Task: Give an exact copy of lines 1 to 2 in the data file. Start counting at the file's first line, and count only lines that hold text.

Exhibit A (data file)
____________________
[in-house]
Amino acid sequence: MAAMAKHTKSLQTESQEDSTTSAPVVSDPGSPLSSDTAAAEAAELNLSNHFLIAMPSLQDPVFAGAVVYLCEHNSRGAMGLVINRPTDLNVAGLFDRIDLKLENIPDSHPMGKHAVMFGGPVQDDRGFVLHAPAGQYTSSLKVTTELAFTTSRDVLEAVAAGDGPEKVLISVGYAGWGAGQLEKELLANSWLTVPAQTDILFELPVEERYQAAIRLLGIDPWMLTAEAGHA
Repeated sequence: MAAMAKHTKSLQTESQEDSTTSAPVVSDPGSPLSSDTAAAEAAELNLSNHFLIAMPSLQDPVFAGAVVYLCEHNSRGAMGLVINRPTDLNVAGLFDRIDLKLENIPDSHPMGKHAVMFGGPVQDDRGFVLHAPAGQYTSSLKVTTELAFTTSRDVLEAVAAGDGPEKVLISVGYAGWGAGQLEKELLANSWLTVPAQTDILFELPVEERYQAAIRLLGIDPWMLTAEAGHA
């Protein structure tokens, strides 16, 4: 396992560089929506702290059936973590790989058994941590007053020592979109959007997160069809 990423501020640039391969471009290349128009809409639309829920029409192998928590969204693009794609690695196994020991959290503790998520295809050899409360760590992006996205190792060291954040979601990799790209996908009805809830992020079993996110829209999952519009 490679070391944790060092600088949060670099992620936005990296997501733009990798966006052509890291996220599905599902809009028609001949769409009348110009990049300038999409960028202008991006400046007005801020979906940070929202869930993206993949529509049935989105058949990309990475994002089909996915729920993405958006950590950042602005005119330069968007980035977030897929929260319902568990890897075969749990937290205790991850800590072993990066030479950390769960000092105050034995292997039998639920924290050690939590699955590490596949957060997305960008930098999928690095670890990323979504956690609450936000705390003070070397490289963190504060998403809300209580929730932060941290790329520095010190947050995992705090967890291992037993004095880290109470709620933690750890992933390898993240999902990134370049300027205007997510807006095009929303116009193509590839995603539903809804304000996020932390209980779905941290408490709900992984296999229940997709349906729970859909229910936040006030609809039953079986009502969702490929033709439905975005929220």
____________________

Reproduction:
[in-house]
Amino acid sequence: MAAMAKHTKSLQTESQEDSTTSAPVVSDPGSPLSSDTAAAEAAELNLSNHFLIAMPSLQDPVFAGAVVYLCEHNSRGAMGLVINRPTDLNVAGLFDRIDLKLENIPDSHPMGKHAVMFGGPVQDDRGFVLHAPAGQYTSSLKVTTELAFTTSRDVLEAVAAGDGPEKVLISVGYAGWGAGQLEKELLANSWLTVPAQTDILFELPVEERYQAAIRLLGIDPWMLTAEAGHA